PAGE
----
Monday, August 23, 2010

Healing by Touch- What Massages Can Do For You

For part 2 of my mini-day spa series, I'd like to talk about the benefits and healing power of massage. Since I am not a trained massage therapist, I thought I'd ask a professional :) Laura Ellen is an amazing massage therapist and I asked her for a little insight regarding the health benefits of massage, and here is her lovely exposé on what massages can do for you!!

I wrote massage is for everyone as a working title but that’s not really true. Some people flat out do not like being touched and for them, it’s ok, you don’t have to get massaged and if you don’t want to be talked into it that’s fine. For the rest of us . . . oh my how we love a good massage.

Massage is beneficial on so many levels. Let’s start with the physical aspects. Massage keeps your blood flowing and helps to keep your muscles supple. This boosts your immune system. Less actual sick days at work, more “calling in sick” on good powder days in the winter and sunny bike riding days in the summer. Why waste a good sick day on being sick? Get massaged monthly. Massage can make your work outs more effective because your muscles are staying flexible and stretched. Less pain during work outs, more flexibility, and less recovery time from really pushing it. It’s no secret that if you have tight muscles getting a massage is a fantastic way to get them released and happy again. Massage releases toxins and lactic acid from your system. This helps keep your skin in good condition and your face will glow. The oil and lotion used during massage keeps your skin moisturized.

Massage also stimulates the brain. Children who were massaged as infants show greater mental acuity as they age, they have a much closer bond with their parents, make friends easily, and they are able to form and keep happy relationships.

Massage can be just flat out relaxing and pampering. Not every massage has to be after running a marathon or completing an iron man. Massage feels good and you should treat yourself. Be sure you’re treating yourself well in life and keeping you happy so that you can, in turn, be happy with others.

Massage can be particularly beneficial for those who have body image issues, especially if there is some sort of malady involved. Women who have suffered a mastectomy, people with scars, missing limbs and digits. All of these people need to feel that they are still beautiful, inside and out. There is no greater way of letting them feel this than by literally touching them so they know they are not being judged.

Check out Laura Ellen's own witty and insightful blog "The Republic of Laura" at

My Own Reflection
My first massage was a not so great experience. I had received a gift card for my birthday one year for a massage at a small, non-Aveda spa in Littleton, Colorado, and it was a painful 50 minutes. The therapist didn't listen to my requests for pressure changes and I walked away feeling sore, uncomfortable (both physically and emotionally), and worst of all, confused about why anyone would want to be massaged in the first place. It wasn't until I had the first great massage of my life (at Tall Grass during the summer of 2008) that I realized how healing massages can be if performed correctly.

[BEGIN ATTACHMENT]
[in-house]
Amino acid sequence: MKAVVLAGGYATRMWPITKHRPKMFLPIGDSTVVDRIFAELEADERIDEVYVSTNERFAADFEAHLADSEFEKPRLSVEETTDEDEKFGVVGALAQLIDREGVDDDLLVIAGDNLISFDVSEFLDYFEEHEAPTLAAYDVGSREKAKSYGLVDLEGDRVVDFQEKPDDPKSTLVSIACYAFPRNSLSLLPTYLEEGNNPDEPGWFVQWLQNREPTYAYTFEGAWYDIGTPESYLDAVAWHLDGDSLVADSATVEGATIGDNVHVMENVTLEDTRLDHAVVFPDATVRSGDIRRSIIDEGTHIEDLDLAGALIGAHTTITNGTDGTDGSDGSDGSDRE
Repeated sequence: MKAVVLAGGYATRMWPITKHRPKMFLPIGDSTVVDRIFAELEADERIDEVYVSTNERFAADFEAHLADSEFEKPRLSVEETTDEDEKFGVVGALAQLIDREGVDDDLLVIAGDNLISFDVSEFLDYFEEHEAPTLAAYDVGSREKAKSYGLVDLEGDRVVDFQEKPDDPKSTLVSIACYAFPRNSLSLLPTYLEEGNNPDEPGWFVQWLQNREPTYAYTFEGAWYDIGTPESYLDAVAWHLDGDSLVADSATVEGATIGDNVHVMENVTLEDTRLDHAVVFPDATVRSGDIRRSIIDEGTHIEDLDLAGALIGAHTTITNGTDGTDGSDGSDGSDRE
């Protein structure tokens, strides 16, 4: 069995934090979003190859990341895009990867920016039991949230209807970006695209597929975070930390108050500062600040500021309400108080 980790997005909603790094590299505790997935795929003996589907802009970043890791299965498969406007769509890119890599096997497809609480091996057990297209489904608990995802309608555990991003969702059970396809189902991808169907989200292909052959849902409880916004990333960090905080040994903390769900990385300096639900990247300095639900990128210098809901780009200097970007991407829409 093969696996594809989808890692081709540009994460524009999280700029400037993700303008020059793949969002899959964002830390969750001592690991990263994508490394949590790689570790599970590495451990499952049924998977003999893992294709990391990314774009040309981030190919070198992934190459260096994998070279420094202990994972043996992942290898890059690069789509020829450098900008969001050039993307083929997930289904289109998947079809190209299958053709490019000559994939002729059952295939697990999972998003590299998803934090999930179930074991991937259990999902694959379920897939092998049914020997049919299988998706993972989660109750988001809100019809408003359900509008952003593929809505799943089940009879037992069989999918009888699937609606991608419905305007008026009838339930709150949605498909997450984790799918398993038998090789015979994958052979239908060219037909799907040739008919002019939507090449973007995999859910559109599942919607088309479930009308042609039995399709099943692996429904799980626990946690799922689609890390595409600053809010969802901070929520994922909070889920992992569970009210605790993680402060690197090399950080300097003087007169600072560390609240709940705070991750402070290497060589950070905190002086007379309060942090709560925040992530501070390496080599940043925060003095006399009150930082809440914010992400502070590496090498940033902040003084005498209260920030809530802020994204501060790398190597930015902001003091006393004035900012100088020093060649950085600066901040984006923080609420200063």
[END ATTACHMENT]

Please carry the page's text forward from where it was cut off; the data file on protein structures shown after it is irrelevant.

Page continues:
As Laura Ellen started off her post, not everyone likes to be touched, and at the end of high school and beginning of college, this was me. During a massage, I can feel a deep connection between my emotions and my body, and at one point in my life, I was too afraid and uncomfortable to be touched by anyone. During that first massage at Tall Grass, I flinched the first few times I felt the hands of the therapist on my skin, but soon her gentle strokes and soothing words eased me into a state of relaxation I had not previously felt. The disconnect between my body and emotions started to disappear, and I just felt...okay. Every massage I've had since then has made me feel more comfortable in my own skin, and leaves me walking away feeling a little happier with myself.

Communicating with the service provider giving your massage is crucial. The more feedback you give them about pressure and areas that need more work, the better you will feel. As a type-A, tightly wound stress case, it takes me a while before I can relax into my massage; but once I do, it's almost a transformative experience. My intention is not to make it sound as if massages transport me into some other realm where all I see is stars and swirls and love, because that just doesn't really sound credible. However, there is a sense of peace and self-love that I feel during a massage that I just don't feel anywhere else. It's hard to articulate the exact sentiments that I feel, but all I can say is that a massage heals my heart and soul as much as it does my body. With all the stress in this world, it's rejuvenating to take a step inwards and get lost in yourself. For me, this is what a massage does.

If you haven't tried a massage before, I highly recommend one! Here are some tips to help you get started:
1. Some colleges offer massages to students as part of various events or ongoing stress buster activities (I've found that often times these occur in conjunction with eating disorder awareness or a body image event).
2. See if there are any spas or massage therapy offices near your school (sometimes they offer a student discount and massage therapy students might need someone to practice on!)
3. If you really want a healing experience, find a spa that is secluded (i.e. mountains, beach, etc)- the focus is taken off of the hustle and bustle of city and college life and placed on YOU
4. It sounds obvious, but spa gift cards are easy holiday/birthday gifts! Save them up and treat yourself to a day at the spa

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